Hats with coats: A sliding scale
I’m often asked which hats work best with different types of coat. In fact, it often comes up at this time of year - I guess when unexpected showers are more of a hazard.
The sliding scale of formality with hats is pretty intuitive: a fedora is smarter than a cap, which is smarter than a beanie. But, some of them do cover a greater part of that scale than others.
A good, neat watch cap for example, can work with everything from a navy overcoat to a blouson. Whereas a brimmed hat is more limited.
Here then is my breakdown of the types of hat and what I find they work best with, illustrated with examples from previous articles. Let me know if you don’t recognise any of the images, and want to know where the various pieces come from.
The smartest hat is always going to be brimmed headwear like a fedora, and it’s smartest in dark colours like charcoal (above).
Generally a hat becomes more casual the smaller the brim (at some point becoming more of a trilby) and after charcoal the smartest colour is usually dark brown, with mid-brown, green and other lighter colours being more casual.
A brimmed hat is not an easy thing to wear these days, as they stand out so much. But it’s always easiest when they’re eminently practical - with an overcoat, in the rain. When everyone else is trying to avoid clashing umbrellas, and you’re perfectly dry and well as perhaps looking rather good.
Fedoras work best with overcoats and with raincoats, for that reason. They can look good with casual coats or even just a jacket (a friend regularly wears his with a field jacket).
But it is always more of a look, and you’re more likely to want something smaller, perhaps even worn with the brim up.
Casual brimmed hats
The only alternative to the classic hat-and-coat I wear is more casual colours or materials of fedora, with more casual overcoats.
Above, for example, I’m wearing my taupe-coloured overcoat from Ciardi, with a hat from Optimo in a colour called silver belly, which you find most often in Western-style hats.
Indeed, even with the brim snapped down at the front, this has something of a Western look - due to its high curl at the sides.
I find these paler hat colours often look better with my more casual styles of overcoat. Another example is my tweed ulster from Liverano, with a Wellema ‘pecan’ coloured hat - which I’ve included an image of at the bottom of this article.
Still, a brimmed hat still has fairly narrow use for most everyday guys, who won’t want to look that unusual.
I’m using the term ‘flat cap’ here to encompass everything from a close-fitting cashmere to voluminous baker-boy. Basically anything flat with a peak at the front.
I find this category rather versatile, as long as the style of cap is right. I have two suede caps from Lock & Co, for example, (the Tremelo model, above) and they work with most overcoats as well as a pea coat or waxed jacket.
The reason they do, I think, is they're fairly close-fitting - not flopping over to one side, covering an ear - and are in suede rather than hairy tweed. A coarser material and bigger shape would be much more casual.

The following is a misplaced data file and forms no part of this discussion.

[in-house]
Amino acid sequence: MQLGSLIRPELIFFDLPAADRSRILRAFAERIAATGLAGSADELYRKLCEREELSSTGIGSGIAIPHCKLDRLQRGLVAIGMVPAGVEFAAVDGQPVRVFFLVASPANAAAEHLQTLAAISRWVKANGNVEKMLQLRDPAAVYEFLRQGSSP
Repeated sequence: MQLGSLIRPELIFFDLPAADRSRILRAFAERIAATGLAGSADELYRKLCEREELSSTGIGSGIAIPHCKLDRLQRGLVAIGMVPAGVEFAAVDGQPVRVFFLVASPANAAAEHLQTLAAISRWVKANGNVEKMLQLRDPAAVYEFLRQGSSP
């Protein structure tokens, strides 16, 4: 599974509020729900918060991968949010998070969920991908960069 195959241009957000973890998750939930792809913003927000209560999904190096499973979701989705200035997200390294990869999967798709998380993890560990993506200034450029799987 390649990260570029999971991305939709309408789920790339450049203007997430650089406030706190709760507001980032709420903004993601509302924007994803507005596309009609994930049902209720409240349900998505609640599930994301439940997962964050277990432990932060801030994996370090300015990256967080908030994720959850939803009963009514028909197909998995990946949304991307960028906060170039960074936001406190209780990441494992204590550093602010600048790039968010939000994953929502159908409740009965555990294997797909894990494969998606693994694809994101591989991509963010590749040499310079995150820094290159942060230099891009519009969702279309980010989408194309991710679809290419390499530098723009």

The biggest issue with flat caps, as with many hats, is their associations. Some people just think a flat cap makes you look like a wide boy or a dustbin man.
To them, I would suggest they check out how John Simons or others from his era wear the cap. To create some better associations.
Beanies / watch caps
This is by far the most versatile of hats. In fact, its biggest danger is making people lazy, encouraging them to wear nothing else.
A neat, dark watch cap can look surprisingly smart. I often find myself wearing a dark-navy one with even my smartest overcoats. It does have to be neat though - not too thick, not coming down to back of the neck. (Which was, of course, the spur for designing our own, the PS Watch Cap.)
And yet a watch cap also works with a field jacket, with a blouson, with a horsehide jacket (see below). It goes with everything. For that reason I think everyone should have two or three - perhaps a navy and grey, then one more unusual like cream or red.
However, don’t let this put you off wearing other styles of hat. When the rain is falling, when you’re not rushing out of the house, or when you just feel like something different, try a fedora or a flat cap.
Baseball caps have seen a surge in popularity recently, partly because their fashionability also makes them more versatile.
If you liked them, a baseball cap was always suitable for more casual coats and jackets, and of course just a shirt or knitwear. But it’s also become fashionable to wear them with tailored jackets or overcoats, partly because it adds a sporty element to otherwise sharp clothing.
I’m always sceptical about such trends, but I rather like a baseball cap worn in this manner. It’s a very easy form of high/low dressing, and one that is easy to play around with, or switch during the day (or a trip).
As I discussed in our article on high/low dressing, it’s easier to do this with outerwear and accessories, because they are so easy to change yet have an immediate impact.
Still, I wouldn’t wear my beloved Berkeley cap with a really smart overcoat or double-breasted suit. That’s too much for me. The smartest I'd wear it is with a polo coat (below) and more standard is with a waxed jacket (above). And everything more casual than that.
That’s my hat/coat sliding scale of formality. For those that like these sliding scales, others include:
Below are a few more coat/hat combinations, to add examples to those above. As mentioned, let me know if you’re a new reader and don’t recognise the outfits: leave a comment and I’ll direct you to the details.